From a TTO’s standpoint: Finding the good match in IP transactions
How are TTO’s evaluating the suitability and sustainability when out-licensing? To what extent are they assessing whether the licensees will have the know-how, vision and resources to develop the IP in an effective manner?
1:30 – 2:30 pm CET
Cell & Gene therapy: New kind of medicine, new forms of technology transfer?
The amount of academic and early-stage biotech research in cell and gene therapy has skyrocketed over the last few years. However, manufacturing technology for these therapies is largely still at the first-generation stage, stemming from the early academic, without adequate technology solutions available. What are the maturation and roadmap choices made for cell and gene therapy assets? What are the pharma companies’ strategies when sourcing those technologies? Is the pace of deal-making in cell and gene therapy faster and occurring earlier in the drug development process?
1:30 – 2:30 pm CET
Taking the right fork in the road: What are the criteria to choose between out-licensing vs. creating a company?
How to valuate and make your project out? What are the best options among licensing, corporating or creating a start-up? On which grounds are TTOs advising to create a spin-off rather than out-licensing the IP or a contract-based R&D collaboration? What each of these alternatives entail? What kind of surroundings would you need for each of these options?
TRACK 3: FROM PRE-SEED TO SERIES A: ACCESSING EARLY-STAGE INVESTMENT
This track aims to understand the mechanisms enforcing investors’ presence in early stages of development. Are we witnessing surges of investment in specific therapeutic areas? Who are the new players involved in investing on the biotech sector and what are their pre-requisites? Are there increasing interactions and partnerships between pharma and VCs at these initial stages?
4:30 – 5:30 pm CET
Pre-money valuation: How to reach a fair agreement?
There is usually a big disparity between investors and entrepreneurs regarding the valuation of an early-stage biotech company. How to determine what a company is actually worth? How do funds price the assets? What are the biases from each side? What are the points of negotiation?
3:30 – 4:30 pm CET
Comparing 2 biotech companies’ business models and the way they get financed: Funding rounds vs. Collaboration with pharma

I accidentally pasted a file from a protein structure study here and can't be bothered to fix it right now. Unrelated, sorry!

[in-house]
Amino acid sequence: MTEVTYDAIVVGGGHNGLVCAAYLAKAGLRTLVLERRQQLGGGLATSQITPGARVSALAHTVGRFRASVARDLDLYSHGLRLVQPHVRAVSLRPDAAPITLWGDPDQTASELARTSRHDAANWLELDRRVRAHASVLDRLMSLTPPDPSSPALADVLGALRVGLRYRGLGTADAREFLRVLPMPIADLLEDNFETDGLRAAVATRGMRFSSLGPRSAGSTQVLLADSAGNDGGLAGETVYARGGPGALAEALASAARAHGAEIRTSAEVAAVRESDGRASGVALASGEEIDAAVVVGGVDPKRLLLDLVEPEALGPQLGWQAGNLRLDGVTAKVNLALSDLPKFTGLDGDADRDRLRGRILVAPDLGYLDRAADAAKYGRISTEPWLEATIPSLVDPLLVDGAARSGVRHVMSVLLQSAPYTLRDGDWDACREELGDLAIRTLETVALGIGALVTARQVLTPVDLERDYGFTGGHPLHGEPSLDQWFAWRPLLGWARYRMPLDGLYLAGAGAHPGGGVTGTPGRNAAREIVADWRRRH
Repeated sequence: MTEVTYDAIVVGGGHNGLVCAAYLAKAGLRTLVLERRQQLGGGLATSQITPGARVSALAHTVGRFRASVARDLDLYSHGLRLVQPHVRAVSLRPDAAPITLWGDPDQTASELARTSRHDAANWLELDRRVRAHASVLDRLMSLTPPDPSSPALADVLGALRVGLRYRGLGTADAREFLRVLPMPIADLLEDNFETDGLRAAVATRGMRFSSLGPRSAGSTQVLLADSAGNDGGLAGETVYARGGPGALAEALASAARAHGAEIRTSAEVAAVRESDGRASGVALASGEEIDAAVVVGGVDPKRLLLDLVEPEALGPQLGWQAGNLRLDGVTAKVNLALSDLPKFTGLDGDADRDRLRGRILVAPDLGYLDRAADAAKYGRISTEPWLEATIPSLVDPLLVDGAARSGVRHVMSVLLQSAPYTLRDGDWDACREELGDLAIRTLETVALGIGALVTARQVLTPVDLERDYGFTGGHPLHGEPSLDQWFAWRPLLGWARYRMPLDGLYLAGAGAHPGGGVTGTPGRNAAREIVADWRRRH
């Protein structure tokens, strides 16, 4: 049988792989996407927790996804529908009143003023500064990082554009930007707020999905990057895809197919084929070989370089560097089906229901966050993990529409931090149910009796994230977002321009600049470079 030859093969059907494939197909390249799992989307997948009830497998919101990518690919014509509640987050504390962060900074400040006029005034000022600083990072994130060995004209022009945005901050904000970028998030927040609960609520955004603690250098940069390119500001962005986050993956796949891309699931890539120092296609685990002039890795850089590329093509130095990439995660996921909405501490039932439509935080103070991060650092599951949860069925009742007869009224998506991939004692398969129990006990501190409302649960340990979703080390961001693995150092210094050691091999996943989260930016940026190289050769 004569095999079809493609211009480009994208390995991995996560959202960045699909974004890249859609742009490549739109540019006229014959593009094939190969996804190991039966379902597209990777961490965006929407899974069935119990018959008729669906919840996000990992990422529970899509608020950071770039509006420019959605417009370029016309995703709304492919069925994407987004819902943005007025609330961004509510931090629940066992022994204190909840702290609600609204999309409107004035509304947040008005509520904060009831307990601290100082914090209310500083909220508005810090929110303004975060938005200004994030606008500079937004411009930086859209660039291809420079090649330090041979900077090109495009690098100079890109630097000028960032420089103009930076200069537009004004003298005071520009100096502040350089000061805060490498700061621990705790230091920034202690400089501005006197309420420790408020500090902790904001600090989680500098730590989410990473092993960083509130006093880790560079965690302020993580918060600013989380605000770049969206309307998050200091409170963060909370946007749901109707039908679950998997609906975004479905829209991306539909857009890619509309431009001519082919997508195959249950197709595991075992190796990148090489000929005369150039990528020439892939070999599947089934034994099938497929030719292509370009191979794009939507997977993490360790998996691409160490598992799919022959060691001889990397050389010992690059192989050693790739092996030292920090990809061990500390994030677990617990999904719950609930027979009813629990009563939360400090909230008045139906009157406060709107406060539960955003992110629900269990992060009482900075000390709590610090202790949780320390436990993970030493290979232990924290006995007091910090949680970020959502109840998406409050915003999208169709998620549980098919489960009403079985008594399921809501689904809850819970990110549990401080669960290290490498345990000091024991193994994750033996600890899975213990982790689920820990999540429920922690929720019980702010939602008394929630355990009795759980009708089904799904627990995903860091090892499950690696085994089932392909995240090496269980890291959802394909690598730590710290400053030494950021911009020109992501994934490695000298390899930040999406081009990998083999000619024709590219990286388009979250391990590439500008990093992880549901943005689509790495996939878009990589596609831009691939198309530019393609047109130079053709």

What are the alternatives to the prevailing model of fundraising? Are there concrete growth opportunities relying only on licensing and collaboration deals? What are the criteria for fulfilling this alternative route? This session will draw on the experience of biotech companies embodying these different models.
3:00 – 4:00 pm CET
Which alternative funding options to VCs for biotech & MedTech start-ups?
[Common session to MedFIT]
There is more money than ever fuelling the biotech and MedTech industries, and different kind of investors are entering the stage with more influence than previously thought possible. What are the expectations and specificities of working with angel investors, disease foundations, private equity firms, cross-over funds and family offices? What are the best funding strategies for biotech & MedTech start-ups?
- Rémi Soula, Executive Director, Argobio
TRACK 4: ANIMAL HEALTH HIGHLIGHTS
This track features the latest innovation challenges in animal health R&D and intends to provide a clear understanding of the bridges that can be built between human and animal health. International experts from veterinary research and industry will discuss the latest initiatives to improve and accelerate the development of new diagnostics, vaccines and pharmaceuticals for animal diseases and beyond.
1:30 – 2:30 pm CET
How to optimally leverage biotechnologies for the benefit of eco-friendly One Health initiatives?
One Health initiatives aim to encourage the collaborative efforts of multiple disciplines working locally, nationally, and globally. The tools provided by biotechnologies open up opportunities for understanding, solving, and preventing the common threats to the health of people, animals, and the environment. How to bridge silos to answer these threats? How to foster further collaborations and knowledge transfer to best exploit the potential of biopharma tools and assets?